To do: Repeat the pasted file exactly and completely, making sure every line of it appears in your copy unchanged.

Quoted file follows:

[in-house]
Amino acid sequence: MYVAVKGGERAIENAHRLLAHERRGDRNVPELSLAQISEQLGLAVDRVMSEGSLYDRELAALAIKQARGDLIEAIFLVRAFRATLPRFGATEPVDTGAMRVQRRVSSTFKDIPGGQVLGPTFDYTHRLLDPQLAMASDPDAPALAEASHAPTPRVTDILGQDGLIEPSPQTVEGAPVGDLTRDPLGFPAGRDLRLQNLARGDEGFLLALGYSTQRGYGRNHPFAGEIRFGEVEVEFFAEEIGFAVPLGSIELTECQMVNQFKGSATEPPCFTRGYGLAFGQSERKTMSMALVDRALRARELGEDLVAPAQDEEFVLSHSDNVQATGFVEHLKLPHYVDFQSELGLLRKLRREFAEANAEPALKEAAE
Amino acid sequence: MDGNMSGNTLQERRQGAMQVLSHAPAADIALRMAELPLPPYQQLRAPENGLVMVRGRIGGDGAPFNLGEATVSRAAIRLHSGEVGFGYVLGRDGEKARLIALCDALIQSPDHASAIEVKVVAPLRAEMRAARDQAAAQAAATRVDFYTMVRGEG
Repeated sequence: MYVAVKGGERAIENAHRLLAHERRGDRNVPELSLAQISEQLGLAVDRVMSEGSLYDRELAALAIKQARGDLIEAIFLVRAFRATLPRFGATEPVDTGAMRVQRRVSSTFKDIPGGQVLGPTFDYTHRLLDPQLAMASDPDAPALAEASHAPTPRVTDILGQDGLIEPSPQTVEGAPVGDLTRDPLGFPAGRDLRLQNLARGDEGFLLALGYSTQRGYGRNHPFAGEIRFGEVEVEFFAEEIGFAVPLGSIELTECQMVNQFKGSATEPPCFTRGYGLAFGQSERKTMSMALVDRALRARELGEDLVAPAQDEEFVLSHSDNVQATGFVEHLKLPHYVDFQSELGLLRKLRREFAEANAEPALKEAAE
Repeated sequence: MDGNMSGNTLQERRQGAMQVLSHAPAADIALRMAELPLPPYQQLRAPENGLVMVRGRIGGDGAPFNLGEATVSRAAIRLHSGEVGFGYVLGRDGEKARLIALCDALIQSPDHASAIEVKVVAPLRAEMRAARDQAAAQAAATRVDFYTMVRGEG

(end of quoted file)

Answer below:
[in-house]
Amino acid sequence: MYVAVKGGERAIENAHRLLAHERRGDRNVPELSLAQISEQLGLAVDRVMSEGSLYDRELAALAIKQARGDLIEAIFLVRAFRATLPRFGATEPVDTGAMRVQRRVSSTFKDIPGGQVLGPTFDYTHRLLDPQLAMASDPDAPALAEASHAPTPRVTDILGQDGLIEPSPQTVEGAPVGDLTRDPLGFPAGRDLRLQNLARGDEGFLLALGYSTQRGYGRNHPFAGEIRFGEVEVEFFAEEIGFAVPLGSIELTECQMVNQFKGSATEPPCFTRGYGLAFGQSERKTMSMALVDRALRARELGEDLVAPAQDEEFVLSHSDNVQATGFVEHLKLPHYVDFQSELGLLRKLRREFAEANAEPALKEAAE
Amino acid sequence: MDGNMSGNTLQERRQGAMQVLSHAPAADIALRMAELPLPPYQQLRAPENGLVMVRGRIGGDGAPFNLGEATVSRAAIRLHSGEVGFGYVLGRDGEKARLIALCDALIQSPDHASAIEVKVVAPLRAEMRAARDQAAAQAAATRVDFYTMVRGEG
Repeated sequence: MYVAVKGGERAIENAHRLLAHERRGDRNVPELSLAQISEQLGLAVDRVMSEGSLYDRELAALAIKQARGDLIEAIFLVRAFRATLPRFGATEPVDTGAMRVQRRVSSTFKDIPGGQVLGPTFDYTHRLLDPQLAMASDPDAPALAEASHAPTPRVTDILGQDGLIEPSPQTVEGAPVGDLTRDPLGFPAGRDLRLQNLARGDEGFLLALGYSTQRGYGRNHPFAGEIRFGEVEVEFFAEEIGFAVPLGSIELTECQMVNQFKGSATEPPCFTRGYGLAFGQSERKTMSMALVDRALRARELGEDLVAPAQDEEFVLSHSDNVQATGFVEHLKLPHYVDFQSELGLLRKLRREFAEANAEPALKEAAE
Repeated sequence: MDGNMSGNTLQERRQGAMQVLSHAPAADIALRMAELPLPPYQQLRAPENGLVMVRGRIGGDGAPFNLGEATVSRAAIRLHSGEVGFGYVLGRDGEKARLIALCDALIQSPDHASAIEVKVVAPLRAEMRAARDQAAAQAAATRVDFYTMVRGEG